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August 22, 2005

B-School News: New Working Paper about B-Schools

DeAngelo, Harry, DeAngelo, Linda and Zimmerman, Jerold L., "What's Really Wrong With U.S. Business Schools?" Social Science Research Network (July 2005). http://ssrn.com/abstract=766404


U.S. business schools are locked in a dysfunctional competition for media rankings that diverts resources from long-term knowledge creation, which earned them global pre-eminence, into short-term strategies aimed at improving their rankings. MBA curricula are distorted by "quick fix, look good" packaging changes designed to influence rankings criteria, at the expense of giving students a rigorous, conceptual framework that will serve them well over their entire careers. Research, undergraduate education, and Ph.D. programs suffer as faculty time is diverted to almost continuous MBA curriculum changes, strategic planning exercises, and public relations efforts. Unless they wake up to the dangers of dysfunctional rankings competition, U.S. business schools are destined to lose their dominant global position and become a classic case study of how myopic decision-making begets institutional mediocrity.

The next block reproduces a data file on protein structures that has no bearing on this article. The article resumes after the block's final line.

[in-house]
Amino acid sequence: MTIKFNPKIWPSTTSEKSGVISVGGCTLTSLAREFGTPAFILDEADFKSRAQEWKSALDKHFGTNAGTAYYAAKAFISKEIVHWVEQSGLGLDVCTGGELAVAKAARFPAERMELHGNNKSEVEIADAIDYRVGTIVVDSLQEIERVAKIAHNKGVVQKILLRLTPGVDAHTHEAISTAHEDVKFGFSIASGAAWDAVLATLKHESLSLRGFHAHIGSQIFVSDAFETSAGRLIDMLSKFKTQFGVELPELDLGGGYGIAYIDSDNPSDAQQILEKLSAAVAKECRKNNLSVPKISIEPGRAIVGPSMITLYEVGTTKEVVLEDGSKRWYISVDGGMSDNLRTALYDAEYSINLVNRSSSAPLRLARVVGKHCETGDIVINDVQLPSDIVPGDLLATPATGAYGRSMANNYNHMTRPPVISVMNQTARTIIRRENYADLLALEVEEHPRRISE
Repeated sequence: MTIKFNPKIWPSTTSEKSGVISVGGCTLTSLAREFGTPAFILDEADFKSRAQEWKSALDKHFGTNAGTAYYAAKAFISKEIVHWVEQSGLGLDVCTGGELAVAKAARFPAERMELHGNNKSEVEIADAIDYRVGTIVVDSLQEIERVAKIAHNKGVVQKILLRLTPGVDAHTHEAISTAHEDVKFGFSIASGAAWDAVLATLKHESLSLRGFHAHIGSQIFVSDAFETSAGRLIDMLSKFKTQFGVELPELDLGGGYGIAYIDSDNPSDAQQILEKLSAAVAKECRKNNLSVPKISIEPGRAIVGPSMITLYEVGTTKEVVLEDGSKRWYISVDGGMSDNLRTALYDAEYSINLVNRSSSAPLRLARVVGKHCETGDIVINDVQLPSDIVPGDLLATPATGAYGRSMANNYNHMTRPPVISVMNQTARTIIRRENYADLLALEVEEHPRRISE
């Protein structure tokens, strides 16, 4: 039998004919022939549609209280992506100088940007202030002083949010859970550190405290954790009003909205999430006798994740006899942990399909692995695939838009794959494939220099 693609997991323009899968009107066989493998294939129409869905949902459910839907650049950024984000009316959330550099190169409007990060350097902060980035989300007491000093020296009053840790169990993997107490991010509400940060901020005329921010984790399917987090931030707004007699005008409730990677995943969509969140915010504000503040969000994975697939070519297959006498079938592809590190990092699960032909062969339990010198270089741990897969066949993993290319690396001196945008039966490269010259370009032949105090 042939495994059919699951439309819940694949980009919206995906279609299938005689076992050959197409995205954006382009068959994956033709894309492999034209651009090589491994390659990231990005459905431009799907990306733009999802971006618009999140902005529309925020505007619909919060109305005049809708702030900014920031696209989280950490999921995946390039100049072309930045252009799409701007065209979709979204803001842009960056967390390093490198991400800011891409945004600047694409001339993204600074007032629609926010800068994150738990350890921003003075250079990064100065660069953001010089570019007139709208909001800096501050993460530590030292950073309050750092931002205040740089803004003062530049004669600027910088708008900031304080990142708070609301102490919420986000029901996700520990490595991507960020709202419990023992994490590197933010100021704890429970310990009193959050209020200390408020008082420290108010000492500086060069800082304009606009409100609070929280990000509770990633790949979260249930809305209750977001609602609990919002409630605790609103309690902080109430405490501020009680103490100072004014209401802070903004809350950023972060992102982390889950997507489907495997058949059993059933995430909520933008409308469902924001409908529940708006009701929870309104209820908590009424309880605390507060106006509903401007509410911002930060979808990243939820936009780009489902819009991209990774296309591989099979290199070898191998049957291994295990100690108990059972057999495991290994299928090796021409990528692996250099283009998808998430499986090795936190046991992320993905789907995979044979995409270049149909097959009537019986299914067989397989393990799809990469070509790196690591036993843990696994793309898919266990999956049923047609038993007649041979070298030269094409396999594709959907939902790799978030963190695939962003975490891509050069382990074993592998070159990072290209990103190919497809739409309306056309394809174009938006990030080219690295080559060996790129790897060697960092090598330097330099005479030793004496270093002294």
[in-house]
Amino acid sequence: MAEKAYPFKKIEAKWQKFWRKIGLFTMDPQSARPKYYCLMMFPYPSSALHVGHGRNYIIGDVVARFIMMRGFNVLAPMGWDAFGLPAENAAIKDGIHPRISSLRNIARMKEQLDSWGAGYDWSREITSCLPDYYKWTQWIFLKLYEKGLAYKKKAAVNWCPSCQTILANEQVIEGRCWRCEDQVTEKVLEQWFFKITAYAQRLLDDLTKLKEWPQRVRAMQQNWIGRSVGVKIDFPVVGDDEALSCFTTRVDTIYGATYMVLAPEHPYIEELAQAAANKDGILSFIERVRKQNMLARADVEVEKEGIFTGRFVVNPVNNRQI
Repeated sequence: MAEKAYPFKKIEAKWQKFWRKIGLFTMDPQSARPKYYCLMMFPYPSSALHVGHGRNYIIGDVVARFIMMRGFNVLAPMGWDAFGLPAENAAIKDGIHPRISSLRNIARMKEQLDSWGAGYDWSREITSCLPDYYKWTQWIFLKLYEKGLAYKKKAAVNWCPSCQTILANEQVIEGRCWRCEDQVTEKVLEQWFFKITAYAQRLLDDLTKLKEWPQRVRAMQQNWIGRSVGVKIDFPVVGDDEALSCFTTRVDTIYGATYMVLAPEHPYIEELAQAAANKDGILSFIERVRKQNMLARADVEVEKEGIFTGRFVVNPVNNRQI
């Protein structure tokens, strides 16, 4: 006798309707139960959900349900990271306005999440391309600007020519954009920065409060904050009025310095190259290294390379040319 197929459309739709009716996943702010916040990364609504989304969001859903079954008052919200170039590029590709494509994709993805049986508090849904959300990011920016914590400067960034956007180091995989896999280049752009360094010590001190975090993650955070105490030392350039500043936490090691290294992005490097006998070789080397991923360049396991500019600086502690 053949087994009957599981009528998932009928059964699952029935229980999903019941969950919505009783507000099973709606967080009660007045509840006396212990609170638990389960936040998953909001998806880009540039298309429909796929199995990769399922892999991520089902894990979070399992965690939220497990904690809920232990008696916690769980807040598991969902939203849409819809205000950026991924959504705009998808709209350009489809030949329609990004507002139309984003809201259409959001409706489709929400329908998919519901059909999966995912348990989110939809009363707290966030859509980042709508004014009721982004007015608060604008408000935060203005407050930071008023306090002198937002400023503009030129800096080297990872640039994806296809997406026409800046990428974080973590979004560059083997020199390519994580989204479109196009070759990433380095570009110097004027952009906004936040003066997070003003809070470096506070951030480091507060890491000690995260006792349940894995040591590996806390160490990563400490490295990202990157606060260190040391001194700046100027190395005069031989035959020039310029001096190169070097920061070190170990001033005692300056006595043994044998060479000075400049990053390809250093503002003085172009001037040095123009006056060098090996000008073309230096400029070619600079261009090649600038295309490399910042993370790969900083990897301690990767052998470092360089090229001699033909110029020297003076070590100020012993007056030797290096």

The paper was written partly in response to the Bennis and O'Toole's article May, 2005 Harvard Business Review article "How Business Schools Lost Their Way."

Thanks again to ABLD member Bob Hebert for alerting BEL to this working paper and HBR article.

Posted by Becky at August 22, 2005 11:19 AM Posted to Business School News